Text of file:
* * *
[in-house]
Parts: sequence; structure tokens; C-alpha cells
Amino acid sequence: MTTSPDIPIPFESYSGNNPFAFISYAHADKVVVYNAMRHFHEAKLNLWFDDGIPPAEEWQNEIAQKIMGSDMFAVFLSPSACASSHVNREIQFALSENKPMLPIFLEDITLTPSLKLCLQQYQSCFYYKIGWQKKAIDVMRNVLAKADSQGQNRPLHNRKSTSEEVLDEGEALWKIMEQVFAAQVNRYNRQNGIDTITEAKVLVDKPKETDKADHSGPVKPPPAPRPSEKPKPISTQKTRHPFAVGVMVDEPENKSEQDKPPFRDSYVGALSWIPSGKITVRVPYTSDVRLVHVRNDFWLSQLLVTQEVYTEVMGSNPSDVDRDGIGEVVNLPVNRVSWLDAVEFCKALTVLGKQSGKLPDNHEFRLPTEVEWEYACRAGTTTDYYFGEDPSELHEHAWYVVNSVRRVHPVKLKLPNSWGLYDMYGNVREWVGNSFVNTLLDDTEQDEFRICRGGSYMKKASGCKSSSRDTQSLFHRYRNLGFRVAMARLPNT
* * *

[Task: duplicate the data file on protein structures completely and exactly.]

[in-house]
Parts: sequence; structure tokens; C-alpha cells
Amino acid sequence: MTTSPDIPIPFESYSGNNPFAFISYAHADKVVVYNAMRHFHEAKLNLWFDDGIPPAEEWQNEIAQKIMGSDMFAVFLSPSACASSHVNREIQFALSENKPMLPIFLEDITLTPSLKLCLQQYQSCFYYKIGWQKKAIDVMRNVLAKADSQGQNRPLHNRKSTSEEVLDEGEALWKIMEQVFAAQVNRYNRQNGIDTITEAKVLVDKPKETDKADHSGPVKPPPAPRPSEKPKPISTQKTRHPFAVGVMVDEPENKSEQDKPPFRDSYVGALSWIPSGKITVRVPYTSDVRLVHVRNDFWLSQLLVTQEVYTEVMGSNPSDVDRDGIGEVVNLPVNRVSWLDAVEFCKALTVLGKQSGKLPDNHEFRLPTEVEWEYACRAGTTTDYYFGEDPSELHEHAWYVVNSVRRVHPVKLKLPNSWGLYDMYGNVREWVGNSFVNTLLDDTEQDEFRICRGGSYMKKASGCKSSSRDTQSLFHRYRNLGFRVAMARLPNT